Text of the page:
If you’ve been to Córdoba, Toledo, Granada, or Sevilla in Spain, you’ve likely seen Moorish architecture, not only while sightseeing, but perhaps even in your hotel, a restaurant, or boutique. The ornate design style was developed by the Moors, a group from North Africa who conquered the Iberian Peninsula in the eighth century and ruled the region through the 15th century. Throughout that period, both religious and secular architecture—from mosques to fortresses to palaces to private homes—developed its own Islamic-influenced style, which became known as Moorish design.
Who are the Moors?
The term “Moor” is derived from the Greek word mavro, which means “black” or “dark,” and it’s an exonym (that is, a name created by outsiders for a specific ethnic group) for the Berbers from the Maghreb region of North Africa. The name was originally given to the Berbers who conquered southern Europe in the eighth century, but it was eventually bastardized to refer to anyone of Arabic or African descent in Europe. The bottom line: “Moor” is a pretty imprecise descriptor. But when it comes to Moorish design, the Moors are specifically the Muslim group who conquered what is now Spain and Portugal.
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What are the characteristics of Moorish design?
In a nutshell, Moorish design is a subset of Islamic design, and it’s known for its elaborate ornamentation (think colorful tilework and plasterwork patterns, from abstract geometry to floral-inspired motifs to Arabic calligraphy), horseshoe and multifoil arches, and honeycombed vaults called muqarnas, or mocárabe in Spanish. Some of the best examples of Moorish architecture are the Alhambra in Granada, Spain, and the Grand Mosque of Cordoba, Spain, though you can find the design style everywhere from Morocco to Sicily.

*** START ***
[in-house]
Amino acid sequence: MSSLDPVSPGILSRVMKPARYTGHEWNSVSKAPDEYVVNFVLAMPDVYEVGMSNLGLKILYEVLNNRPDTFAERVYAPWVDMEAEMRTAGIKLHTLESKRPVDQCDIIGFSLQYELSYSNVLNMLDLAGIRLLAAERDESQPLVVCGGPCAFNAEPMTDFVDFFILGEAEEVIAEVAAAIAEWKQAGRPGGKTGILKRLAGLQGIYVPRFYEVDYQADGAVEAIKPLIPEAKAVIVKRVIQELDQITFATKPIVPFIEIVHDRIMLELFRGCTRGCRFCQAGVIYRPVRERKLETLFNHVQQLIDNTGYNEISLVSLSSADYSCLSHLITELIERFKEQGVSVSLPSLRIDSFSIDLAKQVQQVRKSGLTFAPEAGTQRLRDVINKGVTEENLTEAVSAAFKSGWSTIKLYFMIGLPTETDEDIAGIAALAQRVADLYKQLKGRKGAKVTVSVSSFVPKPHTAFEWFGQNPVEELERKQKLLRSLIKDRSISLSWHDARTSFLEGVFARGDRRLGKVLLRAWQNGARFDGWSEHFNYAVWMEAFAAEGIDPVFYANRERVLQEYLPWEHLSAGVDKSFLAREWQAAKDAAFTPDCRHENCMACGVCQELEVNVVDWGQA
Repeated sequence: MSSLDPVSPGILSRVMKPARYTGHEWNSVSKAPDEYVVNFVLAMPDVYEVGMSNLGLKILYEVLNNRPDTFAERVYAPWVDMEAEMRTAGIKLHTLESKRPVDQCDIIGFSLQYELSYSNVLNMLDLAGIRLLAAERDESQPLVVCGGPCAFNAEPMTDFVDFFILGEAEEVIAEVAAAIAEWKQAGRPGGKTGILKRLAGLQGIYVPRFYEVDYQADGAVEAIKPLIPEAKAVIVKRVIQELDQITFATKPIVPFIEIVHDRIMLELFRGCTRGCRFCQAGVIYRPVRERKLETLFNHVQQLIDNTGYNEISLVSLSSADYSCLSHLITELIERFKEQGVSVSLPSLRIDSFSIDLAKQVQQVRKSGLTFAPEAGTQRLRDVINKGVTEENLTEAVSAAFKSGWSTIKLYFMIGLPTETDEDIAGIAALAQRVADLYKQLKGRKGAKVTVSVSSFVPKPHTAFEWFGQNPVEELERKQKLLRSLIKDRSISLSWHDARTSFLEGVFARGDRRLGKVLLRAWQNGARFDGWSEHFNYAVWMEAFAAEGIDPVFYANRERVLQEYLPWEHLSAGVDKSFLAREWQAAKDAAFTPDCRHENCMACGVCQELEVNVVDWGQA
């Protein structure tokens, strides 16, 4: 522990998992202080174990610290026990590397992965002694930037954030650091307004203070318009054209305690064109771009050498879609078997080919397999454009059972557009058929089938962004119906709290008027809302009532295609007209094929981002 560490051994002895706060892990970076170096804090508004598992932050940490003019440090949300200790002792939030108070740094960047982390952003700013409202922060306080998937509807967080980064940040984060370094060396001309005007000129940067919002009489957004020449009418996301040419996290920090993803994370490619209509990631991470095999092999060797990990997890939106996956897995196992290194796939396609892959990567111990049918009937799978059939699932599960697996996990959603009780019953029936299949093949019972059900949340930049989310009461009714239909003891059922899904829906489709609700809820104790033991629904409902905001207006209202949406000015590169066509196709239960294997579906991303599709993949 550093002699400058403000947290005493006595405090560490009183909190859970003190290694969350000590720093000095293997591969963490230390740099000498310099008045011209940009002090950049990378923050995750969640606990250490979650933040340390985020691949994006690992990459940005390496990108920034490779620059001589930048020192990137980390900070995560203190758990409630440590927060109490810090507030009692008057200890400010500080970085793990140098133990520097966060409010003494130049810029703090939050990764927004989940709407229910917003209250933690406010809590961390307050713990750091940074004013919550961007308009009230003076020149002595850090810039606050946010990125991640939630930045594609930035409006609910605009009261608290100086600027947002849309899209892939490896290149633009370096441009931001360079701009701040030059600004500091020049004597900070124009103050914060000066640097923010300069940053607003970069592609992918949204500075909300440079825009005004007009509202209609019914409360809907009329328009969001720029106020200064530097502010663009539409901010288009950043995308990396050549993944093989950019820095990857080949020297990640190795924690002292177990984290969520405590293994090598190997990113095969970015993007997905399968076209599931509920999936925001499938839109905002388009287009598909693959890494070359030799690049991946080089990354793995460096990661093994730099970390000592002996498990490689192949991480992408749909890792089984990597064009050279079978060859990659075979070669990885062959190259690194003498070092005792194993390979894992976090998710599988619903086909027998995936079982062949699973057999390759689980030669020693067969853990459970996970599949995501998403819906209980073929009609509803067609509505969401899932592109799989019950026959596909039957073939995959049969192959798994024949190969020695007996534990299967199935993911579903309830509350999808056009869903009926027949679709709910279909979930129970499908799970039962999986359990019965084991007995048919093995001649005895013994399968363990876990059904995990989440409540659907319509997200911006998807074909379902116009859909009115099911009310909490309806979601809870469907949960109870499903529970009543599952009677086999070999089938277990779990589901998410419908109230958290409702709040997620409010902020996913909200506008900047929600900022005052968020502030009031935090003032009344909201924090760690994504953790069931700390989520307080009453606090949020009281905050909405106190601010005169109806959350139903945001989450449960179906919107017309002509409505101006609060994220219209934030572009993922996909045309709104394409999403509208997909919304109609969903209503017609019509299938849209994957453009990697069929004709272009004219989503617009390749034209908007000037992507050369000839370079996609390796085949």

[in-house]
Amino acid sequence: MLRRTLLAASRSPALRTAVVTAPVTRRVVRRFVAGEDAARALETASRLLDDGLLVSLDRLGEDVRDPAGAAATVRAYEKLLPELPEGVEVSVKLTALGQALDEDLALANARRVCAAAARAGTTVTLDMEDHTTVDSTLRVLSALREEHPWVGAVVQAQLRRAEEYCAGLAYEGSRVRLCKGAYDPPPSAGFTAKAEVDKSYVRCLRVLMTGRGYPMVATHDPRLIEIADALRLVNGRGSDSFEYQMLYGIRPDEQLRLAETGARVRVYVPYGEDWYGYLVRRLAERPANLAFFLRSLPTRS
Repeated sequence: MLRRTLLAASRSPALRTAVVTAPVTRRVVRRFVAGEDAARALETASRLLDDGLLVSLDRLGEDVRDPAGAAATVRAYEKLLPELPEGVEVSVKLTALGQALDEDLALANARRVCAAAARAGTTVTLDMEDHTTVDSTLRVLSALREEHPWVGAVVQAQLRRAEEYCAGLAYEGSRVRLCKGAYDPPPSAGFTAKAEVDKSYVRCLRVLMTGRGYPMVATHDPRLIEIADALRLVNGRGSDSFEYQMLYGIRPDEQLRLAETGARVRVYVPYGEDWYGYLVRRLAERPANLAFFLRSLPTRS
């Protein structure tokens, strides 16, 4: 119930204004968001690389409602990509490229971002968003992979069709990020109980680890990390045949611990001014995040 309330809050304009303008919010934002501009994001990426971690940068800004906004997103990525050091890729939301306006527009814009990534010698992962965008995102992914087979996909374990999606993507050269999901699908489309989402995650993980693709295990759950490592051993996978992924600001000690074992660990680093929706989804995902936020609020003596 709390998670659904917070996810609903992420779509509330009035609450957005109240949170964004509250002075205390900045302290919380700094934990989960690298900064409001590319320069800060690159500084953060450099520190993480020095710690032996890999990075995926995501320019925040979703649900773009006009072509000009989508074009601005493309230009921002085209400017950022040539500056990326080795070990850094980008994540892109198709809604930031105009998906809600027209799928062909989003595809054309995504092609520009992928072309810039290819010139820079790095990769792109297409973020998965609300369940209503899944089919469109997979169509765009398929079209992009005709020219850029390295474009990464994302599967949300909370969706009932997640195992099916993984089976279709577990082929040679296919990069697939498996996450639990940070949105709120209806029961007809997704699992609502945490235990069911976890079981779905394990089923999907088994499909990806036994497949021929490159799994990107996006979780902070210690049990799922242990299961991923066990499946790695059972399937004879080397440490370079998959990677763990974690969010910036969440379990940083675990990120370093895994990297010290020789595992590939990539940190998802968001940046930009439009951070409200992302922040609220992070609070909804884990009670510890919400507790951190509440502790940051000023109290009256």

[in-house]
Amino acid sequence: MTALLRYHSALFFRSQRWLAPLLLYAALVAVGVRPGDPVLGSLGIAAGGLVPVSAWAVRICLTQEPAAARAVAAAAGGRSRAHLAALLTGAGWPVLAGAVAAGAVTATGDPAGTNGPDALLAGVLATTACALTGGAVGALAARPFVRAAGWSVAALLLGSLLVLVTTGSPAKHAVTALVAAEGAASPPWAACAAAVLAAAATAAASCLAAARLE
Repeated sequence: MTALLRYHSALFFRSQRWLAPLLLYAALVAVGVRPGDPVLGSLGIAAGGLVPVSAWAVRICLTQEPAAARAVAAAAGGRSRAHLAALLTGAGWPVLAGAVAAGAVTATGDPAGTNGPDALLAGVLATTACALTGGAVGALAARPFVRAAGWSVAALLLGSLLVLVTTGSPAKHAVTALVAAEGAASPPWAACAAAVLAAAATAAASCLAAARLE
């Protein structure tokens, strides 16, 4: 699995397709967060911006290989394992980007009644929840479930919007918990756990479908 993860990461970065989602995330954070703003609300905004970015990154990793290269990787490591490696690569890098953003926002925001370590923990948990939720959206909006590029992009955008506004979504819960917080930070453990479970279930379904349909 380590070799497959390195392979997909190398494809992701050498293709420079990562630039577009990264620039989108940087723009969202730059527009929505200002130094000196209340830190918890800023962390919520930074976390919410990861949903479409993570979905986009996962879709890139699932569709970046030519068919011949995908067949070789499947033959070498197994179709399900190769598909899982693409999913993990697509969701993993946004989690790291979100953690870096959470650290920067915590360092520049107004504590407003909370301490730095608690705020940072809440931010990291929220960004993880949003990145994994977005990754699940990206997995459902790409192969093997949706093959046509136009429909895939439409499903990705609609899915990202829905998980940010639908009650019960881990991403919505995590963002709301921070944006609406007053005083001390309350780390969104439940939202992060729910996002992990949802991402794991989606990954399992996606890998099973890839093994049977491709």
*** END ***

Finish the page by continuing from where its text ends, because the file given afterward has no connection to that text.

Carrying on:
How does Moorish design differ from Islamic or Múdejar design?
Islamic design is often split into two categories—that of the Arab nations and that of the lands they conquered. While there are plenty of commonalities between the two, every region developed specialties—Moorish design is specific to the Islamic architecture of the Iberian Peninsula.
Múdejar design, on the other hand, was a descendant of Moorish design—in the 11th and 12th centuries, Moorish design was adapted by Christian architects and patrons, where it was combined with Romanesque and Gothic Christian typologies. “It features similar intricate layering of the Moorish stencils, but often set in stone instead of paint, and it is also characterized by pointed arches layered with smaller circular arches,” says Joshua Zinder, managing partner of design firm JZA+D and the 2021 president of AIA New Jersey. “It remained popular well into the 20th century. Even the Proto-Modernist Gaudí played with this style in his Casa Vicens in Barcelona.”
What about Moorish Revival Architecture?
Moorish Revival refers to Moorish-style architecture of the 19th and 20th centuries, most notably in Europe and the United States—and particularly in California. “It was related to the Mission Revival and Spanish Colonial Revival, which harkened back to a romantic ideal of old California and its ties to Spain,” says Christina Dikas, associate principal and senior architectural historian of Page & Turnbull, a California-based preservation firm. “Moorish architecture added horseshoe arches, interlacing arches, and elements also used in other Spanish Revival styles like courtyards and tilework. I definitely think of it used in a most high-styled fashion in historic theaters, but also in commercial buildings sometimes and occasionally in residential buildings.”
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